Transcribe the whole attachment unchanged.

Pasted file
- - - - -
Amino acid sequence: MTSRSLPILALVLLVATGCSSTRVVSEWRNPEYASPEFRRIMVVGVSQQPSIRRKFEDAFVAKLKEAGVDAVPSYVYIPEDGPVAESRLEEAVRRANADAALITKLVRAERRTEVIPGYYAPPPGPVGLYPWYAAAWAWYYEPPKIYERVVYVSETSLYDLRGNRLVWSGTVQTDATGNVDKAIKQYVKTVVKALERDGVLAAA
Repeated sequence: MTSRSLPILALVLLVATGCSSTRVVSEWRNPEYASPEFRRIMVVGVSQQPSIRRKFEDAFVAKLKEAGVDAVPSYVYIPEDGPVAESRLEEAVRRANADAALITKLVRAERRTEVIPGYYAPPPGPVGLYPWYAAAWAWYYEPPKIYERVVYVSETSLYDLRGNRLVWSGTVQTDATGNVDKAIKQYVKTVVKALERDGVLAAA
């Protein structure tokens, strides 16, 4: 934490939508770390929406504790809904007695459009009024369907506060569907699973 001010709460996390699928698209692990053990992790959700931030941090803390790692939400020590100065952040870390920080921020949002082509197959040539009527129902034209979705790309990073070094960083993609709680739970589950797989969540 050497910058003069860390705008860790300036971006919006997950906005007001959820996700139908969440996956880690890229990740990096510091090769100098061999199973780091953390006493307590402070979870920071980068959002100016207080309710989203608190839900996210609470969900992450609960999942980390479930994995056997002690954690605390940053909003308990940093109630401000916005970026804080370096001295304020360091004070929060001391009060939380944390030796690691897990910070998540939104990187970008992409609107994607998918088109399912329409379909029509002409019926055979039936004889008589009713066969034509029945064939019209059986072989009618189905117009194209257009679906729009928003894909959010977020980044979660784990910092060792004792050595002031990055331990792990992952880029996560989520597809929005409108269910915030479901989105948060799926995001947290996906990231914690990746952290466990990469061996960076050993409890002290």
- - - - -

Amino acid sequence: MTSRSLPILALVLLVATGCSSTRVVSEWRNPEYASPEFRRIMVVGVSQQPSIRRKFEDAFVAKLKEAGVDAVPSYVYIPEDGPVAESRLEEAVRRANADAALITKLVRAERRTEVIPGYYAPPPGPVGLYPWYAAAWAWYYEPPKIYERVVYVSETSLYDLRGNRLVWSGTVQTDATGNVDKAIKQYVKTVVKALERDGVLAAA
Repeated sequence: MTSRSLPILALVLLVATGCSSTRVVSEWRNPEYASPEFRRIMVVGVSQQPSIRRKFEDAFVAKLKEAGVDAVPSYVYIPEDGPVAESRLEEAVRRANADAALITKLVRAERRTEVIPGYYAPPPGPVGLYPWYAAAWAWYYEPPKIYERVVYVSETSLYDLRGNRLVWSGTVQTDATGNVDKAIKQYVKTVVKALERDGVLAAA
């Protein structure tokens, strides 16, 4: 934490939508770390929406504790809904007695459009009024369907506060569907699973 001010709460996390699928698209692990053990992790959700931030941090803390790692939400020590100065952040870390920080921020949002082509197959040539009527129902034209979705790309990073070094960083993609709680739970589950797989969540 050497910058003069860390705008860790300036971006919006997950906005007001959820996700139908969440996956880690890229990740990096510091090769100098061999199973780091953390006493307590402070979870920071980068959002100016207080309710989203608190839900996210609470969900992450609960999942980390479930994995056997002690954690605390940053909003308990940093109630401000916005970026804080370096001295304020360091004070929060001391009060939380944390030796690691897990910070998540939104990187970008992409609107994607998918088109399912329409379909029509002409019926055979039936004889008589009713066969034509029945064939019209059986072989009618189905117009194209257009679906729009928003894909959010977020980044979660784990910092060792004792050595002031990055331990792990992952880029996560989520597809929005409108269910915030479901989105948060799926995001947290996906990231914690990746952290466990990469061996960076050993409890002290």